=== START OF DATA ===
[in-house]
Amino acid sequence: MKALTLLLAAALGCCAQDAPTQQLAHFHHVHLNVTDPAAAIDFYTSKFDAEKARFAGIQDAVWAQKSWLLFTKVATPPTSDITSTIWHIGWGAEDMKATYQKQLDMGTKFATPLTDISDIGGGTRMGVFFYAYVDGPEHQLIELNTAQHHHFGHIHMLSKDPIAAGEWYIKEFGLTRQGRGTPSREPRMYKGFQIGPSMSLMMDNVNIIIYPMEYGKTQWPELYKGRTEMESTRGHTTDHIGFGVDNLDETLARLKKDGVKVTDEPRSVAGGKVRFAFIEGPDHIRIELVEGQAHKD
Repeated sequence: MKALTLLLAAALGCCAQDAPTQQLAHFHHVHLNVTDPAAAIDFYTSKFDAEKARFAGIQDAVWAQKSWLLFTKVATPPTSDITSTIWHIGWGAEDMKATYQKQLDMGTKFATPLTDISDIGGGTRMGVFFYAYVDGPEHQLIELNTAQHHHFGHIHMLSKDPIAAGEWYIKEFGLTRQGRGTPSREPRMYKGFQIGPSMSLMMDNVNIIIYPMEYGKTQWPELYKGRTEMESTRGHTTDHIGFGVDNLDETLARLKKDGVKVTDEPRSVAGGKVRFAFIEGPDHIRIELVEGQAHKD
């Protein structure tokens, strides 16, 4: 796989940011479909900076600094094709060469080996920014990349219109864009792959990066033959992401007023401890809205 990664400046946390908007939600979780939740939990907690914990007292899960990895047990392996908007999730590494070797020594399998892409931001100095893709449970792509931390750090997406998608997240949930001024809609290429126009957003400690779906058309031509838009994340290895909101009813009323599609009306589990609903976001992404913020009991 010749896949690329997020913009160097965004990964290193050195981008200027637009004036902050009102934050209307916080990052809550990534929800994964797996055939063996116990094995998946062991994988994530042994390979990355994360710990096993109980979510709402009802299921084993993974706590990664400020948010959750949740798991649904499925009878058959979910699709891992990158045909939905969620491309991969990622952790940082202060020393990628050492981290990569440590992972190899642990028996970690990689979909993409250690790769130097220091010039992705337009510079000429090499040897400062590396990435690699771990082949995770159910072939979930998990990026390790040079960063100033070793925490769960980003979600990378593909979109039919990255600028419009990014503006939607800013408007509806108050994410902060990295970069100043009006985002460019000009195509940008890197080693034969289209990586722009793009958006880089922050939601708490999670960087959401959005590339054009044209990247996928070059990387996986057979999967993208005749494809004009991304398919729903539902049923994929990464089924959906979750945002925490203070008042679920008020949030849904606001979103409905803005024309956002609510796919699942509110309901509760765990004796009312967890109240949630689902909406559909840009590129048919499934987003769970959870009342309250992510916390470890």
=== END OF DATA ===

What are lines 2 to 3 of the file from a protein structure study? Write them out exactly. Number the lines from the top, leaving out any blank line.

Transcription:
Amino acid sequence: MKALTLLLAAALGCCAQDAPTQQLAHFHHVHLNVTDPAAAIDFYTSKFDAEKARFAGIQDAVWAQKSWLLFTKVATPPTSDITSTIWHIGWGAEDMKATYQKQLDMGTKFATPLTDISDIGGGTRMGVFFYAYVDGPEHQLIELNTAQHHHFGHIHMLSKDPIAAGEWYIKEFGLTRQGRGTPSREPRMYKGFQIGPSMSLMMDNVNIIIYPMEYGKTQWPELYKGRTEMESTRGHTTDHIGFGVDNLDETLARLKKDGVKVTDEPRSVAGGKVRFAFIEGPDHIRIELVEGQAHKD
Repeated sequence: MKALTLLLAAALGCCAQDAPTQQLAHFHHVHLNVTDPAAAIDFYTSKFDAEKARFAGIQDAVWAQKSWLLFTKVATPPTSDITSTIWHIGWGAEDMKATYQKQLDMGTKFATPLTDISDIGGGTRMGVFFYAYVDGPEHQLIELNTAQHHHFGHIHMLSKDPIAAGEWYIKEFGLTRQGRGTPSREPRMYKGFQIGPSMSLMMDNVNIIIYPMEYGKTQWPELYKGRTEMESTRGHTTDHIGFGVDNLDETLARLKKDGVKVTDEPRSVAGGKVRFAFIEGPDHIRIELVEGQAHKD